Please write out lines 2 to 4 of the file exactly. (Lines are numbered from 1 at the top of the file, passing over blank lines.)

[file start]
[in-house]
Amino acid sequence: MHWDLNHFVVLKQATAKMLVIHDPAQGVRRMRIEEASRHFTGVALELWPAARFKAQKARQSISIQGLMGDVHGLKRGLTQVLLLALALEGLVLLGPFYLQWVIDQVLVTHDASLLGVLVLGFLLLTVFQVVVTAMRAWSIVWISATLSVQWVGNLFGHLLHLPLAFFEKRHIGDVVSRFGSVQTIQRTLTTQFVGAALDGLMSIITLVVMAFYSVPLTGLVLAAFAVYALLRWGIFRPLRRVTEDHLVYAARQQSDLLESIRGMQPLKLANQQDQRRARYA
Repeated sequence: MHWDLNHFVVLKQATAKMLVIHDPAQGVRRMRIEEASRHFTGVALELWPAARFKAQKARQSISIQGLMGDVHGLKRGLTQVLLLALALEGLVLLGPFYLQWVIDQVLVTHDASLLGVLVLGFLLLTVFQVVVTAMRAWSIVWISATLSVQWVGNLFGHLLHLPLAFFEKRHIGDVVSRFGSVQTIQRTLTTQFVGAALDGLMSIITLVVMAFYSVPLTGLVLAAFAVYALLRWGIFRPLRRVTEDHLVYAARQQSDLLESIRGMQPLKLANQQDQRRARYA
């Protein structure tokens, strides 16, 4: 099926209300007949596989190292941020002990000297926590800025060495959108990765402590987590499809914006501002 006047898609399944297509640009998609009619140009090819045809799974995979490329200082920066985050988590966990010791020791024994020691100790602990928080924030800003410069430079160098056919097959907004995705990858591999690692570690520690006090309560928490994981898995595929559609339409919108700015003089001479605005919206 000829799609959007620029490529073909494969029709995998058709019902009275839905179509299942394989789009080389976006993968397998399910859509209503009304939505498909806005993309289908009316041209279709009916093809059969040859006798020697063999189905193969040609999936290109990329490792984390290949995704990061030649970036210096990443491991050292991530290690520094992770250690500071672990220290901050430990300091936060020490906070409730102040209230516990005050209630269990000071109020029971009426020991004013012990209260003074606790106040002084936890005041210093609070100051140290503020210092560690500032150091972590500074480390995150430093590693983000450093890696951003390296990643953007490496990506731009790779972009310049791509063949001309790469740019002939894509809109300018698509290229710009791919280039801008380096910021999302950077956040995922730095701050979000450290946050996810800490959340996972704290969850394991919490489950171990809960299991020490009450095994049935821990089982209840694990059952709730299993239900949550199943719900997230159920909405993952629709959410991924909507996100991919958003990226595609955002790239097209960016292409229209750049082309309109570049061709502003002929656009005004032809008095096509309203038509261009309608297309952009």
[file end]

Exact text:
Amino acid sequence: MHWDLNHFVVLKQATAKMLVIHDPAQGVRRMRIEEASRHFTGVALELWPAARFKAQKARQSISIQGLMGDVHGLKRGLTQVLLLALALEGLVLLGPFYLQWVIDQVLVTHDASLLGVLVLGFLLLTVFQVVVTAMRAWSIVWISATLSVQWVGNLFGHLLHLPLAFFEKRHIGDVVSRFGSVQTIQRTLTTQFVGAALDGLMSIITLVVMAFYSVPLTGLVLAAFAVYALLRWGIFRPLRRVTEDHLVYAARQQSDLLESIRGMQPLKLANQQDQRRARYA
Repeated sequence: MHWDLNHFVVLKQATAKMLVIHDPAQGVRRMRIEEASRHFTGVALELWPAARFKAQKARQSISIQGLMGDVHGLKRGLTQVLLLALALEGLVLLGPFYLQWVIDQVLVTHDASLLGVLVLGFLLLTVFQVVVTAMRAWSIVWISATLSVQWVGNLFGHLLHLPLAFFEKRHIGDVVSRFGSVQTIQRTLTTQFVGAALDGLMSIITLVVMAFYSVPLTGLVLAAFAVYALLRWGIFRPLRRVTEDHLVYAARQQSDLLESIRGMQPLKLANQQDQRRARYA
């Protein structure tokens, strides 16, 4: 099926209300007949596989190292941020002990000297926590800025060495959108990765402590987590499809914006501002 006047898609399944297509640009998609009619140009090819045809799974995979490329200082920066985050988590966990010791020791024994020691100790602990928080924030800003410069430079160098056919097959907004995705990858591999690692570690520690006090309560928490994981898995595929559609339409919108700015003089001479605005919206 000829799609959007620029490529073909494969029709995998058709019902009275839905179509299942394989789009080389976006993968397998399910859509209503009304939505498909806005993309289908009316041209279709009916093809059969040859006798020697063999189905193969040609999936290109990329490792984390290949995704990061030649970036210096990443491991050292991530290690520094992770250690500071672990220290901050430990300091936060020490906070409730102040209230516990005050209630269990000071109020029971009426020991004013012990209260003074606790106040002084936890005041210093609070100051140290503020210092560690500032150091972590500074480390995150430093590693983000450093890696951003390296990643953007490496990506731009790779972009310049791509063949001309790469740019002939894509809109300018698509290229710009791919280039801008380096910021999302950077956040995922730095701050979000450290946050996810800490959340996972704290969850394991919490489950171990809960299991020490009450095994049935821990089982209840694990059952709730299993239900949550199943719900997230159920909405993952629709959410991924909507996100991919958003990226595609955002790239097209960016292409229209750049082309309109570049061709502003002929656009005004032809008095096509309203038509261009309608297309952009």